‘Physician, cure yourself,’ and say,
‘Do here in your native place
the things that we heard were done in Capernaum.’”
And he said, “Amen, I say to you,
no prophet is accepted in his own native place.
Indeed, I tell you,
there were many widows in Israel in the days of Elijah
when the sky was closed for three and a half years
and a severe famine spread over the entire land.
It was to none of these that Elijah was sent,
but only to a widow in Zarephath in the land of Sidon.
Again, there were many lepers in Israel
during the time of Elisha the prophet;
yet not one of them was cleansed, but only Naaman the Syrian.”
When the people in the synagogue heard this,
they were all filled with fury.
They rose up, drove him out of the town,
and led him to the brow of the hill
on which their town had been built,
to hurl him down headlong.
But Jesus passed through the midst of them and went away.

THE BEGINNING of today’s Gospel repeats some of last Sunday’s. Jesus, at the beginning of his public life, has delivered what today we would call his ‘mission statement’, using words of the prophet Isaiah. Today, as he speaks, Jesus says that these words are being fulfilled – in him. The Messiah they have been waiting for is now here in the person of Jesus. His Kingdom has begun to be realised in his works of healing, of reconciliation and liberation from evil powers.

At first the crowd is absolutely amazed at Jesus’ eloquence, amazed at his gracious words. “Is not this Joe the Carpenter’s boy?” Jesus, a carpenter and the son of a carpenter, can speak like this? What, then, are their expectations now of Jesus? What do they see in him? Maybe, suggests Jesus, they are thinking: “Doctor, heal yourself.” Not in the sense of Jesus healing his own body but in the sense of doing for his own community in Nazareth some of the things he was reputed to be doing in Capernaum and other parts of Galilee.

The prophet’s lot

But, says Jesus to them, a prophet is not normally accepted in his own place. He then gives two striking examples from the Hebrew Testament, one from Elijah and the other from Elisha, two prophets closely linked with the coming of the Messiah.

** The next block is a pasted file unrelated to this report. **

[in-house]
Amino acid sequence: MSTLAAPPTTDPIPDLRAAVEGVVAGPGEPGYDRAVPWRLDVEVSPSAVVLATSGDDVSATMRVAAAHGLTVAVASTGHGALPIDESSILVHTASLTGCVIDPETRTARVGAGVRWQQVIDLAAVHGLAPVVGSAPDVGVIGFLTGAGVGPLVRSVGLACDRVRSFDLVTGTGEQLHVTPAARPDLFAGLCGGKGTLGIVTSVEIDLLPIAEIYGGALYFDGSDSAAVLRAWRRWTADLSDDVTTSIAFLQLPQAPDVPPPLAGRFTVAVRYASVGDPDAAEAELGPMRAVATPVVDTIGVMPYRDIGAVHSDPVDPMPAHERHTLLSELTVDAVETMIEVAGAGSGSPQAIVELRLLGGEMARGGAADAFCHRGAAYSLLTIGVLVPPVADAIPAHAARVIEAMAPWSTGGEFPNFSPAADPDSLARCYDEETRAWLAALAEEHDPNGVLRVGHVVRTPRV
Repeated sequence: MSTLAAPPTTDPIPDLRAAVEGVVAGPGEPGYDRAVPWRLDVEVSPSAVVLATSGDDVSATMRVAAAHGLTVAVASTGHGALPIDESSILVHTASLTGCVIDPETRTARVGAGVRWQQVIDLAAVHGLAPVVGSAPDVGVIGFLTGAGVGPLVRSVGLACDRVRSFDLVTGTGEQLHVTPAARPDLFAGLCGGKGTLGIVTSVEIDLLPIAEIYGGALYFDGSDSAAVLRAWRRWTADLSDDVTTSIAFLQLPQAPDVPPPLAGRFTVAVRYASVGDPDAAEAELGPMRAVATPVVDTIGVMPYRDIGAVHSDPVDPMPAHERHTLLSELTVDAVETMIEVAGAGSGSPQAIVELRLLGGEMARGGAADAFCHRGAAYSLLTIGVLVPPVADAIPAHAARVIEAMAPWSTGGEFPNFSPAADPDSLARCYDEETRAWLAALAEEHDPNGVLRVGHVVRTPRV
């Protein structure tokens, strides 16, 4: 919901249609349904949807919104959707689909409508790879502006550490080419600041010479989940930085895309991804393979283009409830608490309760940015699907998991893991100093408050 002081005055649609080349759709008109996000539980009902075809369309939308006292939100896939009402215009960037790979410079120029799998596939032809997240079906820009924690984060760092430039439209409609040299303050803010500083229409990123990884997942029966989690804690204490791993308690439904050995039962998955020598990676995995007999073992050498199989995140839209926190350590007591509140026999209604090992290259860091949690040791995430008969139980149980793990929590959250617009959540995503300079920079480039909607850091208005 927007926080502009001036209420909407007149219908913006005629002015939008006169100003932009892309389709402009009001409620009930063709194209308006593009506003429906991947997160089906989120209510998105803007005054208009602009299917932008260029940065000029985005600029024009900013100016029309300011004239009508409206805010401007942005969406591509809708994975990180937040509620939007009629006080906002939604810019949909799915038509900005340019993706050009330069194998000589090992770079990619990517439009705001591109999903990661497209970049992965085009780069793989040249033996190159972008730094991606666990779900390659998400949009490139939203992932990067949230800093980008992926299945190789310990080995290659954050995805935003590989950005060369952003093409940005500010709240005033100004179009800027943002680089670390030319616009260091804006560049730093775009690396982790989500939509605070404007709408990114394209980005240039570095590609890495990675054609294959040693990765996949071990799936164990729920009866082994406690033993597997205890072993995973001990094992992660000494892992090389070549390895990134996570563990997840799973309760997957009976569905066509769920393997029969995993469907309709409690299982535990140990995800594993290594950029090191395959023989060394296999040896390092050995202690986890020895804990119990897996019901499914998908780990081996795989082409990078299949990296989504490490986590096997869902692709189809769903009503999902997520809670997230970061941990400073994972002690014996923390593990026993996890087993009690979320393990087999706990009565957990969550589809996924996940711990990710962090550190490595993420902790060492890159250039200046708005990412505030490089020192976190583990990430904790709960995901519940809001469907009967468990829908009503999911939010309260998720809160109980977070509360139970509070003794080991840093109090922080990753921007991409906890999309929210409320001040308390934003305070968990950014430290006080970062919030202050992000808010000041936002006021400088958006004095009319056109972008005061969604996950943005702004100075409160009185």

Elijah was sent to help a poor Gentile widow in Sidon (a non-Jewish area) during a famine caused by three and a half years of drought. Why did the prophet go to her when there were so many Jewish widows in the same plight? Similarly, there were many lepers in Israel but Elisha was sent to Naaman, a Syrian general. The Syrians were the hated enemies of Israel.

Jesus was being quite provocative in telling these stories. Why so? The answer comes in Mark’s account of this incident and he gives two reasons:

a. Because the people of Nazareth knew Jesus’ family so well, they were not ready to receive him or his message about his own identity and mission. It is a good example of familiarity breeding contempt. Because Jesus had grown up among them, they thought they knew who he was. They were not ready to accept that he was something very much more.

b. Secondly, Mark comments that Jesus was able to do very little healing in Nazareth because they refused to believe in him. They had no faith. It is clear on many occasions that Jesus’ healing power only came to those who had total trust in him. “Go in peace; your faith has made you whole again.” And, of course, the response of the people of Nazareth was only a foretaste of the total rejection of Jesus by many of his own people. Jesus’ words were not really provocative. They were simply a description of what was happening.